Interlude II: Confess

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The drake felt death breathing down his neck.  He laughed.
“I cannot imagine killing me will end well for you⁠ ⁠—⁠ or accomplish your goals, for that matter,” he said, peering down at nothing.  He smelt the holly.
“One day I’ll find the will, you know.”
“What has it been?  Ten, fifteen gyras?”  He fluttered his tongue.  “I don’t glimpse you doing this out of any lingering hate.”
Something sharp slid into a sheath.  “I still don’t like you.”
A smile she couldn’t see.  “Understandable.  But as long as you do this, I can’t help but still see the knee high little moltling who couldn’t hold a knife steady, or even pronounce ‘kill’ correctly.”  Quietly, he knew she wouldn’t do it, knew she wasn’t like him.  Not Mlaen’s little flower.
She said, “I’ve come a long way.”
“You have.  And some things never change.”

Rousing X: Harrow

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Clouds drew in asudden and hid the suns, bearing down on the world.  The ninth long ring came to a close like it was seeking us out in the cliffs, faintly.
Out here little skinks slithered along the cliff faces, hunting the last glider-scorpions and tentacle-snails before the gray season in full fell.  The calls of the ax-crested pterosaurs filled the air, sounding reedy and warbly.  I saw one swoop down all asudden and fly off with a dust turtle I hadn’t even seen, hiding behind a low fern.
“Poor little turt.”
“Pterosaus have to eat too.”
I looked around.  Past the Berwem gate, all the guards had pulled ashcloaks over themselves, though they maneuvered the red sash onto the outside.  We walked up that same ravine that wound us back into town last night, limned almost adventurous in the sky light.
The pink guard was slinking back beside the dark-green wiver, more subdued, but not so much as when talking under Rhyfel or Adwyn.  “Hey, uh, Hinte, was it?  Everyone called you Gronte-wyre, but I don’t think that was your name.”

Rousing VII: Agnize

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As the knife plummeted, my hope fell with it.  I hung there on the net for a few beats and then Adwyn arrived.
He didn’t glance at me; he unsheathed a short blade.  In a half-dozen quick, precise swipes, he slashed at the netting.  But instead of trying to cut all the way through like me, he resheathed the sword, gripped netting and pulled.
It came right apart, and Adwyn had flown through before my eyes unclouded.  I flapped after him, frills folded, tail coiled.
Glancing behind me, the flock of guards had reached the nets.  But they didn’t all try to squeeze through Adwyn’s hole, they just followed his example, without swords, ripping the net with their claws.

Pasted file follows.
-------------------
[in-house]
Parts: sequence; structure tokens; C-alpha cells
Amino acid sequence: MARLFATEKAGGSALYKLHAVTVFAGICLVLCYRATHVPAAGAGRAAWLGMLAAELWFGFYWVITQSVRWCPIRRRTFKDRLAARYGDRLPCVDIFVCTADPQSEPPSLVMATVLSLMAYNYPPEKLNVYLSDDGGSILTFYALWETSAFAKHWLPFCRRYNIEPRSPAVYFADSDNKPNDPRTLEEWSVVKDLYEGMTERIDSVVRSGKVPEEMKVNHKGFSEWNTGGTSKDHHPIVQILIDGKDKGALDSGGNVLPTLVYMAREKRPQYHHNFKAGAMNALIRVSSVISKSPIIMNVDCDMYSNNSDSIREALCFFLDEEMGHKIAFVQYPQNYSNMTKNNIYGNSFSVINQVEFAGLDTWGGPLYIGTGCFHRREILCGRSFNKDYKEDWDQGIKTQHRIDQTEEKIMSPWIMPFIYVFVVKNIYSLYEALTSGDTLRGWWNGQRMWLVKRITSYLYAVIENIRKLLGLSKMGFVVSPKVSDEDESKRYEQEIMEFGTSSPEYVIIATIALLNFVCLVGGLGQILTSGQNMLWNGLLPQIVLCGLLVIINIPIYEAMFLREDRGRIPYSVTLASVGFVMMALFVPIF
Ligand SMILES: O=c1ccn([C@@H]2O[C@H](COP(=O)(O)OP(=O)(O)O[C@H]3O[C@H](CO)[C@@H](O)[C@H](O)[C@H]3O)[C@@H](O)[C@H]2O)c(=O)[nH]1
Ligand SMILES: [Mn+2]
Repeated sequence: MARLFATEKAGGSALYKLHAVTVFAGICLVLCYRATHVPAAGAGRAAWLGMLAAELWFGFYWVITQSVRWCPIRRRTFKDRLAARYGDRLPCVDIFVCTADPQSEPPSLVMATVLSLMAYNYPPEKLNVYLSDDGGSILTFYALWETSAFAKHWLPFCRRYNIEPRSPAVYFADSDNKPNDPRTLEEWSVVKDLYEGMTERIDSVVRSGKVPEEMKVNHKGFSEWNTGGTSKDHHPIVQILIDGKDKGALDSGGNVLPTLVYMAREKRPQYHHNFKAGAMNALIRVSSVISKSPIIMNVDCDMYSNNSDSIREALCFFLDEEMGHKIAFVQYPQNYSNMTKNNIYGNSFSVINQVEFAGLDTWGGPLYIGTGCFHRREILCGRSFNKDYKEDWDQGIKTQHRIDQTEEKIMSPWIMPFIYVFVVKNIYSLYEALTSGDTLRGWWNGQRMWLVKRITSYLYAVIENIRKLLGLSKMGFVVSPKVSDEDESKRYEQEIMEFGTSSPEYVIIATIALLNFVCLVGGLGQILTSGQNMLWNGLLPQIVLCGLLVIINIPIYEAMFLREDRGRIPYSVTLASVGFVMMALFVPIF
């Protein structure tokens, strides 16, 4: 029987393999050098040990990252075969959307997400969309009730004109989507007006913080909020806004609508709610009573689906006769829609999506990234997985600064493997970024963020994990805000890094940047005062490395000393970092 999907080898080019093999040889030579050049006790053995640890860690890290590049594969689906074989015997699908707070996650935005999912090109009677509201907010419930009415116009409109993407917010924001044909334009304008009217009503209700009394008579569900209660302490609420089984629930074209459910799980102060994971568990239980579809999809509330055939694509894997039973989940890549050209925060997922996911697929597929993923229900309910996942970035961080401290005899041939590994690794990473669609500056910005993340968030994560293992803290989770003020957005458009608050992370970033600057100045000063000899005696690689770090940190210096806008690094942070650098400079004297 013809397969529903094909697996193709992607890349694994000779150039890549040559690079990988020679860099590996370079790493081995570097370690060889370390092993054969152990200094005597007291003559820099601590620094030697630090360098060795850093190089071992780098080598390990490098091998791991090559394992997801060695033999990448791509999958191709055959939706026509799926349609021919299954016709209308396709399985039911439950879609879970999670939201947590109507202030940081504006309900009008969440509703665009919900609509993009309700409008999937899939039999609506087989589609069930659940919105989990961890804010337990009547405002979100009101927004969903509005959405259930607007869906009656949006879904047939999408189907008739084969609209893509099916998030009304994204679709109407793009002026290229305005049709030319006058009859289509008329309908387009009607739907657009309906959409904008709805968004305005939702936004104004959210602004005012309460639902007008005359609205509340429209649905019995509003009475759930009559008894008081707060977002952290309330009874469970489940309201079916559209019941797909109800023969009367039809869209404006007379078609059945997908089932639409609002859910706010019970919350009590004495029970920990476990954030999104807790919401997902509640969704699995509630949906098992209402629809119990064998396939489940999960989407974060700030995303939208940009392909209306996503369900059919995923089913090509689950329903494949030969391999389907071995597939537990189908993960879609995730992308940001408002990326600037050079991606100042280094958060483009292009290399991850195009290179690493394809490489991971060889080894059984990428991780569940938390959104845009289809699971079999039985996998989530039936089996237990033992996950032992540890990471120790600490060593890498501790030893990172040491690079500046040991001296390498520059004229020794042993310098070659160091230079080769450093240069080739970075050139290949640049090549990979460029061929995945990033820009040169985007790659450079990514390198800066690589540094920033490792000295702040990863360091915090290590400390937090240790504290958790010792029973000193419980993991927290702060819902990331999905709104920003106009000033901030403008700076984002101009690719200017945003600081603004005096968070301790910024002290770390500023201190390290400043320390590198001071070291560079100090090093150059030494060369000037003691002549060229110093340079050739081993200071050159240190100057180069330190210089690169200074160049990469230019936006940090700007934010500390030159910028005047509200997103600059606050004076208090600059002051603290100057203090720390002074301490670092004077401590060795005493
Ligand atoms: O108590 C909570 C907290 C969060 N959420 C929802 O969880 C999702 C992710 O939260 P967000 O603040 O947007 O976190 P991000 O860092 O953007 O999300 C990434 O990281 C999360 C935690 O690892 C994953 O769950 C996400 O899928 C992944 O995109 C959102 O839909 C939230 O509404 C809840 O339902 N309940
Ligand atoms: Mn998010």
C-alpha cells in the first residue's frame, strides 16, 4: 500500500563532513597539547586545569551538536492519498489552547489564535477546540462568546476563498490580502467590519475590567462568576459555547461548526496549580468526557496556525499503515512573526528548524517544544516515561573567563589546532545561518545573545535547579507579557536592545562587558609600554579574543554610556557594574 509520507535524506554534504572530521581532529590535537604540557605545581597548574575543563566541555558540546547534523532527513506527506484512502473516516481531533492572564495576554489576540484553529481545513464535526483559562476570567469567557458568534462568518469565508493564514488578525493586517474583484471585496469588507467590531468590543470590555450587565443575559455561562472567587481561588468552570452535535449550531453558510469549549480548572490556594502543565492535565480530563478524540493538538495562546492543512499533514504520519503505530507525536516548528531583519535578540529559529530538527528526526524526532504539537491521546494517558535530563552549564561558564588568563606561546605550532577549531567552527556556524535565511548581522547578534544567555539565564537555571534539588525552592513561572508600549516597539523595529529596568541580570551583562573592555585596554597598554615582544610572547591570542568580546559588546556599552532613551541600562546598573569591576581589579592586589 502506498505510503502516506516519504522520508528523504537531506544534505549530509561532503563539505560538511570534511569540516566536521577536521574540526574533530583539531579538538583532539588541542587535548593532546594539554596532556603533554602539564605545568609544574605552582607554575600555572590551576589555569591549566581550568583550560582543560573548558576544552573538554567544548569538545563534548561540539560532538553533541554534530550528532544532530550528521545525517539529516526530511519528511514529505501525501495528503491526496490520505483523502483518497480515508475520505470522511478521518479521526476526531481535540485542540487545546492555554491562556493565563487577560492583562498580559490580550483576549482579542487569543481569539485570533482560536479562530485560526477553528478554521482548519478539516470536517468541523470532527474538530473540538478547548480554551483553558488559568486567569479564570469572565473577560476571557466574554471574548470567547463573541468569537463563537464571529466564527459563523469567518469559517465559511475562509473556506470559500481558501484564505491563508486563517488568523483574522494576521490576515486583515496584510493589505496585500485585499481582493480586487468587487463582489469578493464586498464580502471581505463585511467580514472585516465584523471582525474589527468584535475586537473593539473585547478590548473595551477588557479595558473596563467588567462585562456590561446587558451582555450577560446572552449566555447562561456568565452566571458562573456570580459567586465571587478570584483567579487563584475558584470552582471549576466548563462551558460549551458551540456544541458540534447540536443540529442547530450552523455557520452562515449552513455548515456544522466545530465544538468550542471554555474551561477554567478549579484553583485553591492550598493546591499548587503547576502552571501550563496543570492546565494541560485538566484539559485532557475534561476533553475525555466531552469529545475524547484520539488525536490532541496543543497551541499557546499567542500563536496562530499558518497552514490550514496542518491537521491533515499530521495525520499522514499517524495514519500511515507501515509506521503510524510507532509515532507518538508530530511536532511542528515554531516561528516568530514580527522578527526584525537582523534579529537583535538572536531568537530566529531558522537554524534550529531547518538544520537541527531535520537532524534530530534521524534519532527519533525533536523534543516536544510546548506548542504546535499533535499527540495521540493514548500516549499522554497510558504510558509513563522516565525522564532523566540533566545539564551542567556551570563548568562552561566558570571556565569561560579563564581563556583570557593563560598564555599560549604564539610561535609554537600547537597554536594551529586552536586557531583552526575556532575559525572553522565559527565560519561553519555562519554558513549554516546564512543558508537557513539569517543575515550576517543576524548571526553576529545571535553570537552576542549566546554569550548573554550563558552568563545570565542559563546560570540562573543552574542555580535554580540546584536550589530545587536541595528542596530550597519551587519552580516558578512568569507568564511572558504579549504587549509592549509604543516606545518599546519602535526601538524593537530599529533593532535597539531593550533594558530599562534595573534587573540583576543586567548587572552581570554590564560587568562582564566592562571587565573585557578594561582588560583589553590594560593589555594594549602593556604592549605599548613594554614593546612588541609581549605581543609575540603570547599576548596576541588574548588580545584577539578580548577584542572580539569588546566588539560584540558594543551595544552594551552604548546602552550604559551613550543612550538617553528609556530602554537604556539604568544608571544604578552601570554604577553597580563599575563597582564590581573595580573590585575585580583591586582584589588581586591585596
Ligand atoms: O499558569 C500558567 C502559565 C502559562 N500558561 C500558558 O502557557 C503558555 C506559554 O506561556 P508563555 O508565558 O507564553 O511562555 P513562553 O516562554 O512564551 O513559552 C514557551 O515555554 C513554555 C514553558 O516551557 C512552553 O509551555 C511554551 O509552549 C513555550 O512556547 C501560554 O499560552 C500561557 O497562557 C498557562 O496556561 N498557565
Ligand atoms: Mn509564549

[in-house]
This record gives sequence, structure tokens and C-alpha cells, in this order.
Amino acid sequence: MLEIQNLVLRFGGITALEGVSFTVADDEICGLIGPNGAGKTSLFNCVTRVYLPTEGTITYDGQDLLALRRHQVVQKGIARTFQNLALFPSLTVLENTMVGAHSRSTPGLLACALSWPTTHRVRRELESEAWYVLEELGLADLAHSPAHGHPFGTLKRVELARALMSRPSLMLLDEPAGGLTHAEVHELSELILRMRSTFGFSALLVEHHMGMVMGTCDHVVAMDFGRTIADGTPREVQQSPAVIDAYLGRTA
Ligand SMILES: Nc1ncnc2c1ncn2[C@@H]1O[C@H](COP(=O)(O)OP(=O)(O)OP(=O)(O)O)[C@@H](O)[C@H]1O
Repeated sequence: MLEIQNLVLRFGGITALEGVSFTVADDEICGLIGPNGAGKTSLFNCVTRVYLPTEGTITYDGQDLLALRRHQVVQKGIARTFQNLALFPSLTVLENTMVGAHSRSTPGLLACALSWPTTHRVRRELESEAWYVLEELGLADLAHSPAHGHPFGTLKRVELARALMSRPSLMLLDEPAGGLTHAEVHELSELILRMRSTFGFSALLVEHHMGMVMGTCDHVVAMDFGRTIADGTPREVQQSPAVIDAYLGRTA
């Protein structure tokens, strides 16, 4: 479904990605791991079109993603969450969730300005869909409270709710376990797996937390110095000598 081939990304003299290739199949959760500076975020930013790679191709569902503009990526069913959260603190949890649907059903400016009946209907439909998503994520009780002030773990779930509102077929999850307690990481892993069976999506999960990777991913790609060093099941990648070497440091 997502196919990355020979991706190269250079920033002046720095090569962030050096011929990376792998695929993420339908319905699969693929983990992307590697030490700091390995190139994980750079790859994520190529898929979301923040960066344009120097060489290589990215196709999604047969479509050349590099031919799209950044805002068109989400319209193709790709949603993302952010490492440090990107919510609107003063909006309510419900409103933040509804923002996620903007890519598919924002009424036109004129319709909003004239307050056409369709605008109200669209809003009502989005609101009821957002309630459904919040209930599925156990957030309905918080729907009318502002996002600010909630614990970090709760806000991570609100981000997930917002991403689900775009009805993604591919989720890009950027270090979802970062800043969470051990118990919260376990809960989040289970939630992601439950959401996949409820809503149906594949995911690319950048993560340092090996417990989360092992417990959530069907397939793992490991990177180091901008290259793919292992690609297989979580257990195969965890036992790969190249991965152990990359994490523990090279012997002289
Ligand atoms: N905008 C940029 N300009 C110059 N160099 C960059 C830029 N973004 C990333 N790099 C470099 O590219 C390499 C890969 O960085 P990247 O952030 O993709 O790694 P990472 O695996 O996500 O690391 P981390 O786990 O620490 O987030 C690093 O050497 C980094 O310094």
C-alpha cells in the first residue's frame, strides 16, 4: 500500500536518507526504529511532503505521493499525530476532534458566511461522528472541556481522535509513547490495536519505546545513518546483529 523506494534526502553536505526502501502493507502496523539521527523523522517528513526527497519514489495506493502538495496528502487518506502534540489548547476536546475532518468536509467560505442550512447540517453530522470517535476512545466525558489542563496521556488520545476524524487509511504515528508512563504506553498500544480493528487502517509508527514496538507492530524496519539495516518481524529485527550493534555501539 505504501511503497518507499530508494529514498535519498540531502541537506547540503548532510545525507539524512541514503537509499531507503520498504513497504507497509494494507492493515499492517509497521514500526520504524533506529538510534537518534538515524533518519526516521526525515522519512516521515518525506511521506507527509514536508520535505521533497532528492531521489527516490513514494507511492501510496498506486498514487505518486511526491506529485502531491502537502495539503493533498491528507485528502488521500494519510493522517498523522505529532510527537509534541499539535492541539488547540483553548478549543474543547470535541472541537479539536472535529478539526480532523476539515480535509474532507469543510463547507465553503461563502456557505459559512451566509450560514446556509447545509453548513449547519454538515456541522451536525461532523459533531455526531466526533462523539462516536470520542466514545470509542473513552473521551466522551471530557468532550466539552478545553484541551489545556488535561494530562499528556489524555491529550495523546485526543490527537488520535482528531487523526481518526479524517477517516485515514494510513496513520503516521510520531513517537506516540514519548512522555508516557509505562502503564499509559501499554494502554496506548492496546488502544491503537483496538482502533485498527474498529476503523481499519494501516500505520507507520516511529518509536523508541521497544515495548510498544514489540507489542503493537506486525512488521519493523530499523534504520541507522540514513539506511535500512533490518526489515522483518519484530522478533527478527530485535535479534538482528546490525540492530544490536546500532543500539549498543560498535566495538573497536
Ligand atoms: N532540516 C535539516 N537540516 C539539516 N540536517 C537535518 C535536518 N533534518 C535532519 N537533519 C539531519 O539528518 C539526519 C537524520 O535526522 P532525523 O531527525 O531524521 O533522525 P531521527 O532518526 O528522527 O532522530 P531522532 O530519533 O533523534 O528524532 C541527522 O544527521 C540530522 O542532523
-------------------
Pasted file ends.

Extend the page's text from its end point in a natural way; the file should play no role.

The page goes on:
I turned away, looking for the thieves and finding them, after moments of scanning, both flying low over the town.  Nothing much had changed, aside from my falling behind Adwyn — about five or six wingbeats — and thieves now having a crushing lead on us: they were more than thirty wings in front of Adwyn.

Rousing VI: Concede

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“The bodies are gone?” I said with a snap of my tongue. “Where did they go?”
Adwyn was still prodding the tarp in front of us, and still speaking, thinking aloud, “These are sandbags, decoys.”
The orange drake, face hidden behind a dust mask, turned from the cart. When he did, every careless scale had been shed. This Adwyn, I could imagine, was the last thing Raganari had seen before her end. “We have been robbed,” he said.

Sifting VIII: Reglaze

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Would this day ever end?  This entire adventure had passed in one day, in one evening.  Yet, in my mind, in my aching legs, and in my relationship with Hinte, a whole cycle might have passed.  More had happened today than in any other cycle of my life.
Routine dominated my days. Wake up before the second dawn ring, Kinri. Check by the coutiers, maybe your brother finally sent a letter.  Go to moil at the Llygaid Crwydro every day, except (stars, don’t forget!) not on the purportedly-sacred crestdays and troughdays.  Hope Cthwithach-sofran has time to teach you anything, else you’ll have nothing else to show the day wasn’t waste.  Let Uvidet-gyfar drag you out to play cards at the Moyo-Makao every other day.  Check by the courtiers again, you never know.  If you grow bored of things⁠ ⁠—⁠ when you grow bored of things⁠ ⁠—⁠ you can beg the guards at the south gate to let you out, and fly some laps in the pretty red ravines south of town.  Then sneak out at night and look at the endless stars.
All of the excitement and terror of this break from routine had exhausted me…  but it was worth it, to spend some time with Hinte that wasn’t just phatic fumbling.

Sifting VII: Anneal

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Along the roads into Gwymr/Frina the scattered lamp- and sign-posts mixed with bright-colored signs warning of trenches and sudden drops. Little glider-scorpions emerged from the deeper crevices, flitting in the night with the short, sporadic glides that named them.  Often the whirring of bats rose with the calls and buzzes of the scorpions, but when one appeared, the other would grow silent, hiding or hunting.
We passed a few houses dotting the ravine at its widest, where the posts instead fenced off their yards.  Here, netting rose from the fence-posts, and blocked any inward flight.  The nets met big poles rising from the roofs, making the houses like spiderly pyramids.